Reasonable Colors is an open-source colour system for making accessible colour palettes.
It uses an intuitive system of shades to help you select colours which meet the appropriate WCAG contrast rating, even if you're mixing and matching base colours:
extra notes on color contrast: don't use WCAG, use APCA
@chriswood while I absolutely love this, I want to point out to the folks who may not know that WCAG's simple contrast algorithm is actually not necessarily the best tool for determining what colour combinations are best, for a couple reasons:
right now there's a big project to create a separate system that does fix these problems and it also works as a percentage rather than a weird number between 1 and 21: https://github.com/Myndex/SAPC-APCA
in case anyone else also finds this helpful!
re: extra notes on color contrast: don't use WCAG, use APCA
@Seirdy @chriswood fwiw, you do not want to choose colours that fit both criteria because it seriously limits your options. there's the standard Bridge-PCA specifically designed for this: https://github.com/Myndex/bridge-pca
but here's an excerpt from the readme:
No Free Lunch: while BridgePCA corrects the many false passes and improves readability, the cost is that there is reduced design flexibility due to the fact that to maintain backwards compatibility, some contrasts are forced higher than they actually need be.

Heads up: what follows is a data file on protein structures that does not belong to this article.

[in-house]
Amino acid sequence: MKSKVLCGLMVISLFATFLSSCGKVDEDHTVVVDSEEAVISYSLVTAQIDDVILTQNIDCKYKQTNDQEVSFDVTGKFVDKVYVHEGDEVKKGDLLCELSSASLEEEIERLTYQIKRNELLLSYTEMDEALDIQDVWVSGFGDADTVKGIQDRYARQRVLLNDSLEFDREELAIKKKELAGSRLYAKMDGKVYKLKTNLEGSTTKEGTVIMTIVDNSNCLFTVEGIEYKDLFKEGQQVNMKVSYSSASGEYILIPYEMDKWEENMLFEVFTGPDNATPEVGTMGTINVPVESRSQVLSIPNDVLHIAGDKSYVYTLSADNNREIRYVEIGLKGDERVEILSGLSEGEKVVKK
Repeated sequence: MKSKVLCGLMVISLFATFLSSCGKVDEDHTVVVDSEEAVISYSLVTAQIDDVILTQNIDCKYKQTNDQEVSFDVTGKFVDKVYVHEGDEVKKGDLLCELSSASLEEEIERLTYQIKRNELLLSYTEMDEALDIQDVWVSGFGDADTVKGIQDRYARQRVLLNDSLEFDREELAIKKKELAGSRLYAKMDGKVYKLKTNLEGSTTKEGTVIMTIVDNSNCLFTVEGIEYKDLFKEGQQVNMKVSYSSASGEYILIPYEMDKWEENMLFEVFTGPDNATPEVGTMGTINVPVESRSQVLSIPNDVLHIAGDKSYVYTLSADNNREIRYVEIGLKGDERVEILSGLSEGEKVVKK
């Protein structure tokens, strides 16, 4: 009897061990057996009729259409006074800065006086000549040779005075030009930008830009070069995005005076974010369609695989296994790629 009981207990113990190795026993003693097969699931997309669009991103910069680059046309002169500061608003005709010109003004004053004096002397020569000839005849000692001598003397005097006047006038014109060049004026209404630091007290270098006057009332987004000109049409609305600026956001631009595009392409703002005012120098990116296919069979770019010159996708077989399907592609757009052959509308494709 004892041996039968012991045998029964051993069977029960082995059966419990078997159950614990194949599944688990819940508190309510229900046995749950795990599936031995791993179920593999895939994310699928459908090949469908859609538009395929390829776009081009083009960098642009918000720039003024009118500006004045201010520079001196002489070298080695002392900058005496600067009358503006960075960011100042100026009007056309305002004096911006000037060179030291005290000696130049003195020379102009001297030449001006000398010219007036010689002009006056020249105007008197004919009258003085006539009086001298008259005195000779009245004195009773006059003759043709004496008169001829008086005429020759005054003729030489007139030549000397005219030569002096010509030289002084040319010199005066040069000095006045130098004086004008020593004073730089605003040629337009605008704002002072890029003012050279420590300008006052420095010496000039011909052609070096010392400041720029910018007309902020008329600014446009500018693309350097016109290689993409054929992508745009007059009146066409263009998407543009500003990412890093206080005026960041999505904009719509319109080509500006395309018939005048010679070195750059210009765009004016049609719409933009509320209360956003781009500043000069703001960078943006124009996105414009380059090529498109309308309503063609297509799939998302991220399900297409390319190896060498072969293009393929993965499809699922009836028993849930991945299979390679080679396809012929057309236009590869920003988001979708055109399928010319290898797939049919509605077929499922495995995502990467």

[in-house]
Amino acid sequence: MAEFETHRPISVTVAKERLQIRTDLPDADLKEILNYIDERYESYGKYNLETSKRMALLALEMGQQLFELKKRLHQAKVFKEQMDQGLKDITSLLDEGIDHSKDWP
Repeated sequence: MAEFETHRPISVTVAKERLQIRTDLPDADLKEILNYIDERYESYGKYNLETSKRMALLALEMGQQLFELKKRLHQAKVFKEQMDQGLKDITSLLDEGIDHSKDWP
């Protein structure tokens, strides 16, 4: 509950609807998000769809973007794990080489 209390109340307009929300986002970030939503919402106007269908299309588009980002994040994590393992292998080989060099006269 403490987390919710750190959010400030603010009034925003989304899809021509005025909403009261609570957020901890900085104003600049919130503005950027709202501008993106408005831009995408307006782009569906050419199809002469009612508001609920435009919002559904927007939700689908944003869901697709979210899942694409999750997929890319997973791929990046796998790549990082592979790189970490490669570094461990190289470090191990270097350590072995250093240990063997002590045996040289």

But if you need a standards compliant method that also improves readability this is it. If on the other hand you do not need to abide by the letter of any particular standard, you may want to consider the more flexible full APCA solution.
basically, unless you're legally or otherwise obliged to follow WCAG 2, you're 100% better off just using the proper APCA algorithm. and while it can change, again, unless you're legally obliged to follow the standard, you should be fine just following the numbers as they show up, since the changes that will happen at this point are rather small and won't really affect your values more than a few percentage points
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